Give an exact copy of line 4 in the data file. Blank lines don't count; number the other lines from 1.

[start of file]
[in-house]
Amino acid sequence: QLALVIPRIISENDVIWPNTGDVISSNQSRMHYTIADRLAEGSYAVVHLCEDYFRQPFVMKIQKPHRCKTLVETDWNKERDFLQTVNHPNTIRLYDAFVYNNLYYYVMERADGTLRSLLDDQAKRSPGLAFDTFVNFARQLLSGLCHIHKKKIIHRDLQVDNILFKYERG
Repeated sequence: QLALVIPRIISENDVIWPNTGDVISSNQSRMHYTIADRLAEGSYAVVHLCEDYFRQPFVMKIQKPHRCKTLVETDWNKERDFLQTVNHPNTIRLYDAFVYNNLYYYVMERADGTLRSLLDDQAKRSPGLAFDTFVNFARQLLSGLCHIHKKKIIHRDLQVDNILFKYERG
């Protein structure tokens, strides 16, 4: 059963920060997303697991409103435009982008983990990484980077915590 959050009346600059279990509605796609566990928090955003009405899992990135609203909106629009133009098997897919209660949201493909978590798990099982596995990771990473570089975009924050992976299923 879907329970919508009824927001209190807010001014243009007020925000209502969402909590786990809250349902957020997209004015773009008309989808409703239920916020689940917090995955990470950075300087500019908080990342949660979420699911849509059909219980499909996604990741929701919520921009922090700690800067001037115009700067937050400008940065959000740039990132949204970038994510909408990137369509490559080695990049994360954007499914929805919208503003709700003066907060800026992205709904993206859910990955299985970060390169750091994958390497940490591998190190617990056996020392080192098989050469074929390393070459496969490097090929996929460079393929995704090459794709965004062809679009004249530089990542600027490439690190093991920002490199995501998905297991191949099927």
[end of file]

């Protein structure tokens, strides 16, 4: 059963920060997303697991409103435009982008983990990484980077915590 959050009346600059279990509605796609566990928090955003009405899992990135609203909106629009133009098997897919209660949201493909978590798990099982596995990771990473570089975009924050992976299923 879907329970919508009824927001209190807010001014243009007020925000209502969402909590786990809250349902957020997209004015773009008309989808409703239920916020689940917090995955990470950075300087500019908080990342949660979420699911849509059909219980499909996604990741929701919520921009922090700690800067001037115009700067937050400008940065959000740039990132949204970038994510909408990137369509490559080695990049994360954007499914929805919208503003709700003066907060800026992205709904993206859910990955299985970060390169750091994958390497940490591998190190617990056996020392080192098989050469074929390393070459496969490097090929996929460079393929995704090459794709965004062809679009004249530089990542600027490439690190093991920002490199995501998905297991191949099927």